Converted Code: http://github.com/THX2112/EuroArdCore
Cut the traces shown above. Cutting the trace on the USB adapter PCB isn’t necessary, but it prevents your computer from powering the module if the module has no power from the rack.
The cuts are easily done with a sharp razor. Scrape away the green solder mask over a small part of the trace so you can see the copper clearly. Then scrape away the copper. Check the continuity between the trace to make sure it’s cut.
Optionally, put a dab of nail polish over the cut to protect it.
Mount parts in this order:
- SMD components (resistors, diodes, ICs)
- There’s caps on the bottom of the PCB too.
- Double-check the IC orientations. The opamp is pointing down.
- Check the “CONFIGURING OUTPUT” section below for opamp jumper/resistor positions.
- Note that the Opamp silkscreen reads “TL072”, meaning a typical 8-pin dual opamp. While a TL072 works fine, a “precision opamp” like a TL052 or OPA2277 should, in combination with a precision voltage reference like the ADR5041B, will ensure 1V/Oct tuning is accurate to under 1 cent. Tuning with the TL072 is accurate to within a few cents (ie: still in tune).
- Polarized caps
- This is awkward because the female header for the Nano overlaps the pots on the opposite side.
- The expansion header should be a 90 degree header — NOT like the one shown in the pictures. It can be left out for now.
- Jacks and LEDs
- Use the panel to temporarily hold everything in place for soldering.
The voltage reference and opamp outputs are configurable with either SMD or through-hole parts. This is designed for maximum configurability when testing parts. Leave the “VREF” area labelled below empty, and put a wire or 0-ohm resistor across GAIN shown below.
It’s possible to configure for bipolar and stretched outputs, but hasn’t been tested thoroughly yet.
The PCB should look something like the pictures below:
Assembling USB Connector
The connectors are overlapping on both sides of the PCB, so is a little awkward to put together.
- Dry-fit the parts to make sure they fit. There will probably be a little leg-bending to get it to fit. There are a lot of parts that look similar but have slightly different hole/pin positions. The Digikey parts listed in the BOM fit best (but still require a bit ofleg-bending), but other parts could also work — or not.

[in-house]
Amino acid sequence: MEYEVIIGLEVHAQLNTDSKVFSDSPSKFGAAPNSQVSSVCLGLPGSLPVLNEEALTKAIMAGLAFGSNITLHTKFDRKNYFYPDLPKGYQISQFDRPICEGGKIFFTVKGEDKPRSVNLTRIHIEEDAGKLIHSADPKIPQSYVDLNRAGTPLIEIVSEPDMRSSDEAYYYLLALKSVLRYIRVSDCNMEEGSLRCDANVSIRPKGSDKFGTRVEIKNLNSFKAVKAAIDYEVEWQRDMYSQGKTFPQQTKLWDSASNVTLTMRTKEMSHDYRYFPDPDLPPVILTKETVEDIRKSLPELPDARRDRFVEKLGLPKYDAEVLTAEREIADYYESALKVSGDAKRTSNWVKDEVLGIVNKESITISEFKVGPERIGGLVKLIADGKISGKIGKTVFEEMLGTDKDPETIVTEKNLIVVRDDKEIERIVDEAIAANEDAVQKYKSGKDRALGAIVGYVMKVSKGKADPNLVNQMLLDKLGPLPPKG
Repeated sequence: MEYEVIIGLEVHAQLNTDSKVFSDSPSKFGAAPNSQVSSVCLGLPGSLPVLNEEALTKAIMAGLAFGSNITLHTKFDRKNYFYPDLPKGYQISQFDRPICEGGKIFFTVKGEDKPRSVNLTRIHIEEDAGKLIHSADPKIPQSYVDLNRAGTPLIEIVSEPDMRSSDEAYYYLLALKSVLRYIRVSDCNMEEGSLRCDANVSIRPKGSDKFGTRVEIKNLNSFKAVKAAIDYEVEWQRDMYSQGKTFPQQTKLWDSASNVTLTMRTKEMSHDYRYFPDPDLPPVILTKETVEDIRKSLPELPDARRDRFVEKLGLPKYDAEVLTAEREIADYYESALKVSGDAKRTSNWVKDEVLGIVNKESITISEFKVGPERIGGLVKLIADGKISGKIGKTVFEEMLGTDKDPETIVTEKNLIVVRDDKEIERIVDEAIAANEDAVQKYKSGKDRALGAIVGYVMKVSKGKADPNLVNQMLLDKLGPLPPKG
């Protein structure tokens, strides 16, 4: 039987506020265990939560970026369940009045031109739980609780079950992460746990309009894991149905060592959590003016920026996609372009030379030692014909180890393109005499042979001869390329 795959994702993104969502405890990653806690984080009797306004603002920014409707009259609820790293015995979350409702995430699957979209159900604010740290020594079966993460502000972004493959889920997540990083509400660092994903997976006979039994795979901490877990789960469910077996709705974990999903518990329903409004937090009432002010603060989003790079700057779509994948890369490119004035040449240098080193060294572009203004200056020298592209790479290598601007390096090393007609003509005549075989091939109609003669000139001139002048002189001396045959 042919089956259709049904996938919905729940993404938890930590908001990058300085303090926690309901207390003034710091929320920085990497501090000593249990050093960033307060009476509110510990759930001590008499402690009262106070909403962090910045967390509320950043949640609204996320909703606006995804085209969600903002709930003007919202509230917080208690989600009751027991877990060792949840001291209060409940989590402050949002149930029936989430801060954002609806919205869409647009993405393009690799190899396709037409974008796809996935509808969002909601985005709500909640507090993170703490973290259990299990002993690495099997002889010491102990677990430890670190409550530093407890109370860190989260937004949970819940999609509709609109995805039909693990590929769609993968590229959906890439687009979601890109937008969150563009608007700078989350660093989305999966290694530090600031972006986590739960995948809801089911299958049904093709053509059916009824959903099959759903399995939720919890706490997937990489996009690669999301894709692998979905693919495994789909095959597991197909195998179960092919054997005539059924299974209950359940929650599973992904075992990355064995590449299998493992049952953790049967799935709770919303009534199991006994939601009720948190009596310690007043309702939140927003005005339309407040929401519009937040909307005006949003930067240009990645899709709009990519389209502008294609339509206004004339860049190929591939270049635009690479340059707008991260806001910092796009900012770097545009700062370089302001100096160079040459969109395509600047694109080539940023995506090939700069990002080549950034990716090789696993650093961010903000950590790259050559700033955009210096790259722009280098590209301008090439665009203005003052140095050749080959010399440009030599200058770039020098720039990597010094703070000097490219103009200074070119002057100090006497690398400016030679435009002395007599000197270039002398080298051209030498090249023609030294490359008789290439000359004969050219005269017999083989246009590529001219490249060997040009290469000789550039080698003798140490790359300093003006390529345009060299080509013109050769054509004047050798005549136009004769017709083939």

- Solder the big square USB B connector first. It has pins that will end up under the USB A connector. It may be necessary to trim the end of the pins flush to the board.
- Solder the rectangular USB A connector. Its pins should come out just above the B connector. Don’t use too much solder, and trim the leads flush to the PCB. I put a bit of hot glue stick here also.
It’s attached with a couple m3x6 bolts and three nuts per bolt. One nut tightens the bolt to the panel, another keeps the USB adapter PCB from going in too far, and the final nut tightens the PCB against the second nut.
Alternatively, If the sides of the adapter PCB are filed/ground down a bit, the USB fittings can be installed upside-down.
A panel-mount USB cable like this one from Adafruit will also work, but may not fit into some cases without trimming away some of the plastic.
- Remove Nano if installed.
- Test for shorts through power connector (RED on diagram below).
- If there’s a short check all solder connections before continuing.
- Plug in power cable and check for +12 and -12 Voltages at the YELLOW points shown below.
- Without a load the voltage may be as high/low as +/-17V.
- Turn off power, and install Nano.
- Check for 5V and 2.5V at the test points labelled on PCB.
- 5V can be +/- .2V
- 2.5V should be +/- .01V (2.49V – 2.51V) or less. The voltage reference may be more accurate than your multimeter so don’t worry if your multimeter shows it off by a millivolt or so.
Putting it all together
Mount the PCBs to the panel, and attach the USB cable to the Nano. You should now be able to load sketches through the front panel.
Sketches are loaded with the stock Arduino IDE. Sketches ready to go can be found here.